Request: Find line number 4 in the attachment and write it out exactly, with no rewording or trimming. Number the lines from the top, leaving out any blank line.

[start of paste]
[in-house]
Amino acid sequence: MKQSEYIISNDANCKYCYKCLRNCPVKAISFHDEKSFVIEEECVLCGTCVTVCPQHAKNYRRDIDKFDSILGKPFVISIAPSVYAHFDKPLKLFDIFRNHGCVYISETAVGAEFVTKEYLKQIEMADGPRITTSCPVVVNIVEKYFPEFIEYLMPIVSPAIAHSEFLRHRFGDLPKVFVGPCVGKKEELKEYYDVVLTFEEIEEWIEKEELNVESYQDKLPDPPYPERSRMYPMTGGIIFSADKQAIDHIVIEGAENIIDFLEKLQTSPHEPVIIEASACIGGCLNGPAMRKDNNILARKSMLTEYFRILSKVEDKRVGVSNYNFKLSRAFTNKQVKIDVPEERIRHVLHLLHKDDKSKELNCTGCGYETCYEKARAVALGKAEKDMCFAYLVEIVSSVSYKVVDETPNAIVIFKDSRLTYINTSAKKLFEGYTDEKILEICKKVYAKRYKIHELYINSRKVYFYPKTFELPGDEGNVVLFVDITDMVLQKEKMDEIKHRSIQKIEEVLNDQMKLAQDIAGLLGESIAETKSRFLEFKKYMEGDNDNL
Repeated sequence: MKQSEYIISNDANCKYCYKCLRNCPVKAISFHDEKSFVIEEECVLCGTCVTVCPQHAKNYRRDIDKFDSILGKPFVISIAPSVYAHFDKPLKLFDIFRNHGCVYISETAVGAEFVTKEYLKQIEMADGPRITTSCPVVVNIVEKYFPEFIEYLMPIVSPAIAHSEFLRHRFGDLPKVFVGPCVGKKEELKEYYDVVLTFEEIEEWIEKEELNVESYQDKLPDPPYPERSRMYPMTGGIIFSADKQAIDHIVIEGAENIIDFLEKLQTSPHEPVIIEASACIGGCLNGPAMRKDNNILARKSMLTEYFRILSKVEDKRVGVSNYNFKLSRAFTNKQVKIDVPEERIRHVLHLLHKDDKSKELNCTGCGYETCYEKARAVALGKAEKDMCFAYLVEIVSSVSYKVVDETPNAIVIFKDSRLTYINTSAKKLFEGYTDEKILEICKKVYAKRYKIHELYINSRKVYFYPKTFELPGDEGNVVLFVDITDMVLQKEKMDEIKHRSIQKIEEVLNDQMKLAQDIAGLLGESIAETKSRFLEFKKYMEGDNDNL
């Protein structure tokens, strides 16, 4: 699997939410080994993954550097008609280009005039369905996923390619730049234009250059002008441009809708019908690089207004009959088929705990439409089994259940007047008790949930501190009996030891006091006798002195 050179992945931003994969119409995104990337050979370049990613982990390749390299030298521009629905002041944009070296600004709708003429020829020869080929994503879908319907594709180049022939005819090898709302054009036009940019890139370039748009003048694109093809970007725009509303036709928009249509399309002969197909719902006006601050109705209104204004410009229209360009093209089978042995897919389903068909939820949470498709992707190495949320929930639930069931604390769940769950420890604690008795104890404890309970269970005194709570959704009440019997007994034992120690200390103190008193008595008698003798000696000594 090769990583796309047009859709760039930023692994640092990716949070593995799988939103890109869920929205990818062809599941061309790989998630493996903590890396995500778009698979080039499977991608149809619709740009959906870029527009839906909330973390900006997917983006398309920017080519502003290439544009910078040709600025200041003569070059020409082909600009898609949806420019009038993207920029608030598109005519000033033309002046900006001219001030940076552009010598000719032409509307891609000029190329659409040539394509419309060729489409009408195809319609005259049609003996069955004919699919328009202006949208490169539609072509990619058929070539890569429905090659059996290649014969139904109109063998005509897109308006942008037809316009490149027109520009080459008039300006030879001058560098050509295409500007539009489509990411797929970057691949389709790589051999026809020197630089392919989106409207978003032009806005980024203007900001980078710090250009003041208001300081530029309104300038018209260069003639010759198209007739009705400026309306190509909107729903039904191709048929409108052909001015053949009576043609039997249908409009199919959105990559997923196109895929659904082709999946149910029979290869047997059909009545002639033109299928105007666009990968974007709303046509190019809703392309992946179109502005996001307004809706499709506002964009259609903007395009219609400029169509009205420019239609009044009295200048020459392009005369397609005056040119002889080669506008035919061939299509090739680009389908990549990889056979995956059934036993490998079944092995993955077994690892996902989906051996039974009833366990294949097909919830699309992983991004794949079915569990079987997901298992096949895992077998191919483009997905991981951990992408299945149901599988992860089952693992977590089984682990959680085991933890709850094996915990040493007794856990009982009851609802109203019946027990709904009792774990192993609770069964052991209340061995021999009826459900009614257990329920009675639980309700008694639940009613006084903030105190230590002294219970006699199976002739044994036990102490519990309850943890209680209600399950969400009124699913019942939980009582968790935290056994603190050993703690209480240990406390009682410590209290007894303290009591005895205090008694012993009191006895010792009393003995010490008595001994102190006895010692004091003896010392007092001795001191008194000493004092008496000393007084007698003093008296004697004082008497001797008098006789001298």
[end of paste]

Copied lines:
């Protein structure tokens, strides 16, 4: 699997939410080994993954550097008609280009005039369905996923390619730049234009250059002008441009809708019908690089207004009959088929705990439409089994259940007047008790949930501190009996030891006091006798002195 050179992945931003994969119409995104990337050979370049990613982990390749390299030298521009629905002041944009070296600004709708003429020829020869080929994503879908319907594709180049022939005819090898709302054009036009940019890139370039748009003048694109093809970007725009509303036709928009249509399309002969197909719902006006601050109705209104204004410009229209360009093209089978042995897919389903068909939820949470498709992707190495949320929930639930069931604390769940769950420890604690008795104890404890309970269970005194709570959704009440019997007994034992120690200390103190008193008595008698003798000696000594 090769990583796309047009859709760039930023692994640092990716949070593995799988939103890109869920929205990818062809599941061309790989998630493996903590890396995500778009698979080039499977991608149809619709740009959906870029527009839906909330973390900006997917983006398309920017080519502003290439544009910078040709600025200041003569070059020409082909600009898609949806420019009038993207920029608030598109005519000033033309002046900006001219001030940076552009010598000719032409509307891609000029190329659409040539394509419309060729489409009408195809319609005259049609003996069955004919699919328009202006949208490169539609072509990619058929070539890569429905090659059996290649014969139904109109063998005509897109308006942008037809316009490149027109520009080459008039300006030879001058560098050509295409500007539009489509990411797929970057691949389709790589051999026809020197630089392919989106409207978003032009806005980024203007900001980078710090250009003041208001300081530029309104300038018209260069003639010759198209007739009705400026309306190509909107729903039904191709048929409108052909001015053949009576043609039997249908409009199919959105990559997923196109895929659904082709999946149910029979290869047997059909009545002639033109299928105007666009990968974007709303046509190019809703392309992946179109502005996001307004809706499709506002964009259609903007395009219609400029169509009205420019239609009044009295200048020459392009005369397609005056040119002889080669506008035919061939299509090739680009389908990549990889056979995956059934036993490998079944092995993955077994690892996902989906051996039974009833366990294949097909919830699309992983991004794949079915569990079987997901298992096949895992077998191919483009997905991981951990992408299945149901599988992860089952693992977590089984682990959680085991933890709850094996915990040493007794856990009982009851609802109203019946027990709904009792774990192993609770069964052991209340061995021999009826459900009614257990329920009675639980309700008694639940009613006084903030105190230590002294219970006699199976002739044994036990102490519990309850943890209680209600399950969400009124699913019942939980009582968790935290056994603190050993703690209480240990406390009682410590209290007894303290009591005895205090008694012993009191006895010792009393003995010490008595001994102190006895010692004091003896010392007092001795001191008194000493004092008496000393007084007698003093008296004697004082008497001797008098006789001298």